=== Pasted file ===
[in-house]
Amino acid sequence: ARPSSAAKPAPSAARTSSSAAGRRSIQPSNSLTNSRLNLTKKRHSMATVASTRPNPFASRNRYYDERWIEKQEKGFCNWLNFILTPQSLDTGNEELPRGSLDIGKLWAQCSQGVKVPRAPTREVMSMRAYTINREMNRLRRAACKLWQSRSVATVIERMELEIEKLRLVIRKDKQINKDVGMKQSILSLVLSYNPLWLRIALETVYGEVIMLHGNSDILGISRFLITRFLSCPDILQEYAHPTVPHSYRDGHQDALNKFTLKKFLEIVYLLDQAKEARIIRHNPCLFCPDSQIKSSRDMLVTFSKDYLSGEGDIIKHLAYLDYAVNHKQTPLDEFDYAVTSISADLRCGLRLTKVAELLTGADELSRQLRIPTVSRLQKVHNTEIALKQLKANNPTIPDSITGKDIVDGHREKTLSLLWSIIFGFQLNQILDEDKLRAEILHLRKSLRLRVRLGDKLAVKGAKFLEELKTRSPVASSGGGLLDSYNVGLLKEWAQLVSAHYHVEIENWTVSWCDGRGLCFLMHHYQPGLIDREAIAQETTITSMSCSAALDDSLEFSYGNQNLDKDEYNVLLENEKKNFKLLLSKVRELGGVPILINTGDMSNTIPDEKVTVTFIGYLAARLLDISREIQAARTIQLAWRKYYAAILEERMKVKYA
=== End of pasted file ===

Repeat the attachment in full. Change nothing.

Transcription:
[in-house]
Amino acid sequence: ARPSSAAKPAPSAARTSSSAAGRRSIQPSNSLTNSRLNLTKKRHSMATVASTRPNPFASRNRYYDERWIEKQEKGFCNWLNFILTPQSLDTGNEELPRGSLDIGKLWAQCSQGVKVPRAPTREVMSMRAYTINREMNRLRRAACKLWQSRSVATVIERMELEIEKLRLVIRKDKQINKDVGMKQSILSLVLSYNPLWLRIALETVYGEVIMLHGNSDILGISRFLITRFLSCPDILQEYAHPTVPHSYRDGHQDALNKFTLKKFLEIVYLLDQAKEARIIRHNPCLFCPDSQIKSSRDMLVTFSKDYLSGEGDIIKHLAYLDYAVNHKQTPLDEFDYAVTSISADLRCGLRLTKVAELLTGADELSRQLRIPTVSRLQKVHNTEIALKQLKANNPTIPDSITGKDIVDGHREKTLSLLWSIIFGFQLNQILDEDKLRAEILHLRKSLRLRVRLGDKLAVKGAKFLEELKTRSPVASSGGGLLDSYNVGLLKEWAQLVSAHYHVEIENWTVSWCDGRGLCFLMHHYQPGLIDREAIAQETTITSMSCSAALDDSLEFSYGNQNLDKDEYNVLLENEKKNFKLLLSKVRELGGVPILINTGDMSNTIPDEKVTVTFIGYLAARLLDISREIQAARTIQLAWRKYYAAILEERMKVKYA